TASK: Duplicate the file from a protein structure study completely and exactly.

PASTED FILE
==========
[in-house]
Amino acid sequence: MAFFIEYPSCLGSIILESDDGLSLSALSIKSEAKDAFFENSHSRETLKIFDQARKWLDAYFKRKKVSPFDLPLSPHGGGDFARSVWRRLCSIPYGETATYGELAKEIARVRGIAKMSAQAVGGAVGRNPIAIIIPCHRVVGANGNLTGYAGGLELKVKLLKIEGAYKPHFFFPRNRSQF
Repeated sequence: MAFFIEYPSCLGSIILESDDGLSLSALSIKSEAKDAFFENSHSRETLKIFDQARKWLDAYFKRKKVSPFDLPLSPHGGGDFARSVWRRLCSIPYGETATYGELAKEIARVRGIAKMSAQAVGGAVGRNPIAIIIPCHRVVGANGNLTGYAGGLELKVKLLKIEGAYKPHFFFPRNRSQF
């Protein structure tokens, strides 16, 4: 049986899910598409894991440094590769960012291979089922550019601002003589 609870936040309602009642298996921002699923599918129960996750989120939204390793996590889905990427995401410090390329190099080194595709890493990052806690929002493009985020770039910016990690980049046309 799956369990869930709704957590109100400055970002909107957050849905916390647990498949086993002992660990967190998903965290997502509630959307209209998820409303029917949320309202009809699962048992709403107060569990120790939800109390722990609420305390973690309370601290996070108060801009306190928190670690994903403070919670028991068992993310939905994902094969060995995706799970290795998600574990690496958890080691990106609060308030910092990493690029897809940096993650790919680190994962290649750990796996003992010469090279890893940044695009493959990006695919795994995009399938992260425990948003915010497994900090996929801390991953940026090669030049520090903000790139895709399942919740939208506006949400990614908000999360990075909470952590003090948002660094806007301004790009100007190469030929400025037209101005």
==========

[in-house]
Amino acid sequence: MAFFIEYPSCLGSIILESDDGLSLSALSIKSEAKDAFFENSHSRETLKIFDQARKWLDAYFKRKKVSPFDLPLSPHGGGDFARSVWRRLCSIPYGETATYGELAKEIARVRGIAKMSAQAVGGAVGRNPIAIIIPCHRVVGANGNLTGYAGGLELKVKLLKIEGAYKPHFFFPRNRSQF
Repeated sequence: MAFFIEYPSCLGSIILESDDGLSLSALSIKSEAKDAFFENSHSRETLKIFDQARKWLDAYFKRKKVSPFDLPLSPHGGGDFARSVWRRLCSIPYGETATYGELAKEIARVRGIAKMSAQAVGGAVGRNPIAIIIPCHRVVGANGNLTGYAGGLELKVKLLKIEGAYKPHFFFPRNRSQF
């Protein structure tokens, strides 16, 4: 049986899910598409894991440094590769960012291979089922550019601002003589 609870936040309602009642298996921002699923599918129960996750989120939204390793996590889905990427995401410090390329190099080194595709890493990052806690929002493009985020770039910016990690980049046309 799956369990869930709704957590109100400055970002909107957050849905916390647990498949086993002992660990967190998903965290997502509630959307209209998820409303029917949320309202009809699962048992709403107060569990120790939800109390722990609420305390973690309370601290996070108060801009306190928190670690994903403070919670028991068992993310939905994902094969060995995706799970290795998600574990690496958890080691990106609060308030910092990493690029897809940096993650790919680190994962290649750990796996003992010469090279890893940044695009493959990006695919795994995009399938992260425990948003915010497994900090996929801390991953940026090669030049520090903000790139895709399942919740939208506006949400990614908000999360990075909470952590003090948002660094806007301004790009100007190469030929400025037209101005």